Subject Teaching in Primary Education

Subject Teaching in Primary Education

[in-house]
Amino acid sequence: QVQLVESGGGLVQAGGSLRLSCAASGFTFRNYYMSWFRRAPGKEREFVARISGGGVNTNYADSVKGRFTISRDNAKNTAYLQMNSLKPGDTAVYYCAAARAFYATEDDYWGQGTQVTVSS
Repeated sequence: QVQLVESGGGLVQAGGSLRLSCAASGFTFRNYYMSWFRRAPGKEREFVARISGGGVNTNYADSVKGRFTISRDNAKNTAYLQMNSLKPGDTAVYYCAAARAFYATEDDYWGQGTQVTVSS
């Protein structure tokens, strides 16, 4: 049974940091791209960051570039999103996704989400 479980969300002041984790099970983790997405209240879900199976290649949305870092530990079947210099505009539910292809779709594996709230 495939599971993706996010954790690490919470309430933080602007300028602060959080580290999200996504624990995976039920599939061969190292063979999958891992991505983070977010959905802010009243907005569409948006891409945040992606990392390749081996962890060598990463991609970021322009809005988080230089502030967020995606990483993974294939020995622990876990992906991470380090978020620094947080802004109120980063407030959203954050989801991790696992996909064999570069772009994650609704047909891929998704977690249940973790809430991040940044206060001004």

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Original Ed Prop Proposal text: This is a proposal for a primary curriculum overview core textbook that would be one of the first books onto the market to reference the new National Curriculum that is due to be announced in Spring 2013. It is lead by Patrick Smith, Associate Dean at the University of Wolverhampton and Lyn Dawes (University of Northampton), the contributors are drawn from the Primary ITE dept at Northampton, where until Feb 2012 Patrick was Head of Dept. Teaching Subjects in Primary Education would provide a brief overview of each subject area of the curriculum and is therefore suitable as pre-course/ start-of-course reading for primary initial teacher education courses. This is the biggest sales window for ITE textbook purchases. We have one current title that performs a similar role Driscoll et al: The Primary Curriculum: A Creative Approach which published August 2011, and is selling reasonably well (although the real litmus test will be its performance this coming autumn). The advent of the new National Curriculum next Spring will however cause most subject-teaching-focused books to look somewhat dated, and Smith/Dawes should allow us to bring a new core curriculum overview book aware of NC changes to market relatively quickly. The writing schedule, with a Summer 2013 submission date, should allow contributors to incorporate appropriate references to the new NC into the manuscript. Ideally I would then hope to maintain these two core books going forward on complementary revision cycles so that we will always have a recently updated curriculum overview textbook available that is aware of the latest policy developments. Smith/Dawes will be further differentiated from Driscoll due to its use of child-centred learning as a central theme. Driscoll focuses on creative and cross-curricular approaches to subject teaching; so while both titles have similar TOCs these distinct approaches will allow us, and our customers, to distinguish them from one another. The proposal has been reviewed exclusively by primary ITE course leaders, as these are the key decision-makers who need to be won over in order to get textbooks listed on vitally important pre-course reading lists. A 5,000-word sample chapter (on primary science) was reviewed alongside the proposal but has not been included in the agenda paperwork for the purposes of brevity. Reviews have been positive and indicate no structural changes are required, key recommendations revolve around developing and refining pedagogical features in the sample chapter which will then serve as the template for the contributors to work from. Curiously this is an area with very little in the way of competition. Continuum published a pair of curriculum overview books, (both by Boyes/Spinks, split into Core Subjects and Foundation Subjects) out of MMU in 2008, which summarily failed to make a dent, however this should be regarded as an indicator of Continuum's almost total inability to launch (non-Pollard) education textbooks in a satisfactory manner rather than a comment on the viability of this type of book. (As an aside, a recent analysis of the Top 100 ITE textbooks in 2011, showed only four Continuum titles, three of which sold fewer than 300 copies last year; an awful showing). The positive reception to Driscoll and the encouraging reviews of this proposal underline that this type of book can work providing the sales and marketing effort behind the book firmly push it as a pre-course / start-of-course general intro text.

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